Feel It Before You Buy It: 3 Clues That a House Might Be (Un)comfortable

Let’s say you’ve been looking for houses—and you’ve finally found what you want for your family. It’s in your price range. It could use some updates, but buying it feels like a good decision.

Great! Before you say yes to this house, ask yourself a question: do you know how good it will feel when your family is living in it?

You can look for these three clues to learn how comfortable—and even how healthy—this house could be for your family. We’ll help you translate the clues so you know how to start turning the house you buy into the home you want.

Clue #1 The air inside feels humid.

A humid house won’t feel great to you, but it’s the perfect environment for mold and mildew. When mold and mildew start growing, they can generate unpleasant odors, trigger allergic reactions, and worsen asthma symptoms. If a family member suffers from any respiratory issues, good moisture control can be even more important for keeping them comfortable. (Learn more about how the air inside your home can affect your family’s health—and what you can do about it.) 


What you notice:
What it means:

The air in each room feels a little sticky, as if you were outside in humid air.   

The home’s ventilation system may need to be cleaned or updated. It may also mean the house is missing a vapor retarder inside the walls. (A vapor retarder is a thin film that lets moisture you generate indoors from cooking, laundry, etc. escape from the house, while blocking outdoor moisture from coming in.)

You see signs of mildew, peeling paint, or moisture-damaged wood in the bathroom, kitchen, or laundry area.

Fans in the bathroom and above the stove, or the exhaust line for the dryer, may not be properly vented to the outside.

Clue #2 The temperature doesn’t feel consistent across the house.

You’ve been looking over the appliances in the kitchen. The temperature felt fine in there. But when you step into the bedroom, do you notice a difference? How about the bathroom? If different rooms feel significantly warmer or colder, that will definitely affect your family’s comfort, not to mention your utility costs.


What you notice:
What it means:

You asked to see the past year’s utility bills for this house. You notice the costs vary dramatically by month.

The heating, ventilation, and air conditioning (HVAC) system may be old and struggle to work properly in extreme temperatures. The house likely doesn’t have the right amount of insulation in every wall. Ask the seller or real estate agent what they can tell you about these two things.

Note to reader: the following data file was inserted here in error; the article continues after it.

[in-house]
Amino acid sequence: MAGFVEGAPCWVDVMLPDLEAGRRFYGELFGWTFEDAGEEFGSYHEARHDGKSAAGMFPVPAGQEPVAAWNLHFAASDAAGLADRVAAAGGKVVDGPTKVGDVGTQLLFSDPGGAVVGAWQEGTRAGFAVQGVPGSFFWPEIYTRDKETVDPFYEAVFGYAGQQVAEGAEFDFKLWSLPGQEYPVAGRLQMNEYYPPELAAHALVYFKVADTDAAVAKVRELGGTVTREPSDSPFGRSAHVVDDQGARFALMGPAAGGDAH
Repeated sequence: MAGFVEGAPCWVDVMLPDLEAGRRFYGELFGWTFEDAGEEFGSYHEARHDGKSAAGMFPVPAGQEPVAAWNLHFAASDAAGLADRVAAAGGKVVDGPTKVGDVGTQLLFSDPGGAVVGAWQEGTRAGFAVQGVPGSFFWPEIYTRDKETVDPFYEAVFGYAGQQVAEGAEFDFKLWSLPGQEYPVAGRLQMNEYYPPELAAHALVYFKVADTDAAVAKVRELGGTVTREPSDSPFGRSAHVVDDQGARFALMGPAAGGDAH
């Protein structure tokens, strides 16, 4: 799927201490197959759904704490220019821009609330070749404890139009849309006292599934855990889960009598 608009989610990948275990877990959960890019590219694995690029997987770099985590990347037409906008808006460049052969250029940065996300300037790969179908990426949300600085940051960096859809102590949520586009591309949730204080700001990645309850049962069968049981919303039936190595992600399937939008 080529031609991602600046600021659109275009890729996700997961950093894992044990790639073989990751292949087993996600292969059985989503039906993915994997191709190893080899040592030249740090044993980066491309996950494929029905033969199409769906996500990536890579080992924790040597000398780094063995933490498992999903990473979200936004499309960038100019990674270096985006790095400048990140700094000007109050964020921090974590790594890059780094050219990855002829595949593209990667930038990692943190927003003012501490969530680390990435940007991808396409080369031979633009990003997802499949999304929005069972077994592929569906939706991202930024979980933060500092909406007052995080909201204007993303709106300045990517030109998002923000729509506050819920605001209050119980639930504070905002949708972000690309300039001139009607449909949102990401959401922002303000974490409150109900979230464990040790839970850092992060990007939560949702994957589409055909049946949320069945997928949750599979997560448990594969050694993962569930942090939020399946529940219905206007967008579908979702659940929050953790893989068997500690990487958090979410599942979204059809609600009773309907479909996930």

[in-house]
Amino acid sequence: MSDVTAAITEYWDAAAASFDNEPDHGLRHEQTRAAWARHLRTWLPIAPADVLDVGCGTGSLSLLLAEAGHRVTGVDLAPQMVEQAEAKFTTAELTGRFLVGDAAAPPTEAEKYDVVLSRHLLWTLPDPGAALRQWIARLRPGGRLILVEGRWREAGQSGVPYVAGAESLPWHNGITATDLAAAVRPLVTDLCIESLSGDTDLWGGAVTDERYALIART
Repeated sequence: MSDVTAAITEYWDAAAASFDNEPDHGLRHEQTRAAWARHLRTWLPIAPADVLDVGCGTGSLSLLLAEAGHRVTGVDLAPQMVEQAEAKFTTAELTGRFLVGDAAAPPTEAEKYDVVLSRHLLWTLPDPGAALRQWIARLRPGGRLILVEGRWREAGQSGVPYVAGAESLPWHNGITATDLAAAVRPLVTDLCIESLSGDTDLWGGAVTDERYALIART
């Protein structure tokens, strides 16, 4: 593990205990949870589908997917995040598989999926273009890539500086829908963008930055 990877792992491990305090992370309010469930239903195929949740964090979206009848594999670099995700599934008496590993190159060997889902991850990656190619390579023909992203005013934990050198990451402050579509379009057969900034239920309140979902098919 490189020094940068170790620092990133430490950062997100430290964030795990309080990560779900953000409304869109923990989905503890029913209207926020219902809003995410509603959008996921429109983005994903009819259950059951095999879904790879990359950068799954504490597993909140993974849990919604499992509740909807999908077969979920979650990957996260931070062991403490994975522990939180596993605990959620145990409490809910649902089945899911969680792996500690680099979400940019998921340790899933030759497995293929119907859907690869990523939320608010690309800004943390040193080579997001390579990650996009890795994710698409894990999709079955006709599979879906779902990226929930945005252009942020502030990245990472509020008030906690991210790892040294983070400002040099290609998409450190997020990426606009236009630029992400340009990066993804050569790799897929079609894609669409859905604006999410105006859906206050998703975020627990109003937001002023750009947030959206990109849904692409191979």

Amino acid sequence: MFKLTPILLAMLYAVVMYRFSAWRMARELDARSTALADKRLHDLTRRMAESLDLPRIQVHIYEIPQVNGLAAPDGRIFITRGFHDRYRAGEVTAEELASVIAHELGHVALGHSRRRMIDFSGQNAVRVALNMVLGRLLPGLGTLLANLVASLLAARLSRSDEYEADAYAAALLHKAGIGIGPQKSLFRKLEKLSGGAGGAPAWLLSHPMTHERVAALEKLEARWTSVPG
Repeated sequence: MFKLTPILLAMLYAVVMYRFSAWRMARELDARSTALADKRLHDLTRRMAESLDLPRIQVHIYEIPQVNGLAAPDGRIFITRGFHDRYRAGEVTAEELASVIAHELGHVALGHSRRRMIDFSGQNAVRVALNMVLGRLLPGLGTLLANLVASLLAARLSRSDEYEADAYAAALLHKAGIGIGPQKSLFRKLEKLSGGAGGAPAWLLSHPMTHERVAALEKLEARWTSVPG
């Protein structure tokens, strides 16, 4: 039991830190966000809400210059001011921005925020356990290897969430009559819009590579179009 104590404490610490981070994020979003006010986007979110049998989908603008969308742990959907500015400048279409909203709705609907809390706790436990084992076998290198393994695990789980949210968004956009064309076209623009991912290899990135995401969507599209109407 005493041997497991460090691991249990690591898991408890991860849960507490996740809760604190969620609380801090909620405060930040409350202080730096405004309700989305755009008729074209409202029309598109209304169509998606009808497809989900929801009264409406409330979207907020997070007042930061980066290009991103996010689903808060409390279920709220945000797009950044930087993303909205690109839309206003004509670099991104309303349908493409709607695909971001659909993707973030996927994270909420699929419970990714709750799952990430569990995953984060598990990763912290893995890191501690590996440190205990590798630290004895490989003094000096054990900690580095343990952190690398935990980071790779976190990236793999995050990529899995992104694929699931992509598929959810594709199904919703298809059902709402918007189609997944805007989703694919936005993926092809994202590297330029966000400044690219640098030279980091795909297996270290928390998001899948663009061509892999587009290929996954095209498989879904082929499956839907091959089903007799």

You feel hot or cold outdoor air sneaking in around the edges of doors, windows, and plumbing fixtures.

There are gaps that need to be sealed with weather stripping or caulk.

Standing by windows, you feel the heat radiating inside.

The house needs double-paned windows or storm windows to help keep summer heat outside.


Clue #3 You feel like the house is too noisy.

A home that blocks outdoor noises from disturbing the indoor peace will add to your family’s comfort. And if it keeps sounds within your home—kids playing, movies blaring, music blasting—from traveling between rooms, that’s even better.


What you notice:
What it means:

While you’re inside, you clearly hear outdoor noises like traffic and barking dogs.

The house probably doesn’t have the right amount of insulation in its exterior walls.

You clearly hear your family members walking or talking from another room. (You can even hear the toilet flush down the hall.)

The house doesn’t have insulation in the walls between rooms or between stories.


Now you know. Now what?

The temperature, moisture, and noise level within the house all influence your family’s overall comfort—and even their health. The energy efficiency of the house influences the temperature, moisture, and noise level. In fact, energy efficiency makes a truly comfortable home possible thanks to updates like high-efficiency HVAC systems, proper insulation, and more.

You can make some low-cost energy efficiency improvements or repairs yourself (take a look at “7 Affordable Projects to Keep You Warmer (and Save Money) This Winter”).

If the house you want to buy feels like it needs a lot of energy improvements, including big ones like a new HVAC system or proper insulation, Fannie Mae’s HomeStyle® Energy Mortgage can help you finance these improvements when purchasing a new home or refinancing your current one. Learn how the HomeStyle® Energy Mortgage helps make energy efficiency more affordable and more convenient.

So, now that you know, talk with your real estate agent or lender about the details you’ve noticed as you tour homes. They can help you gather the information you need to make the best decision for your family’s comfort and health.

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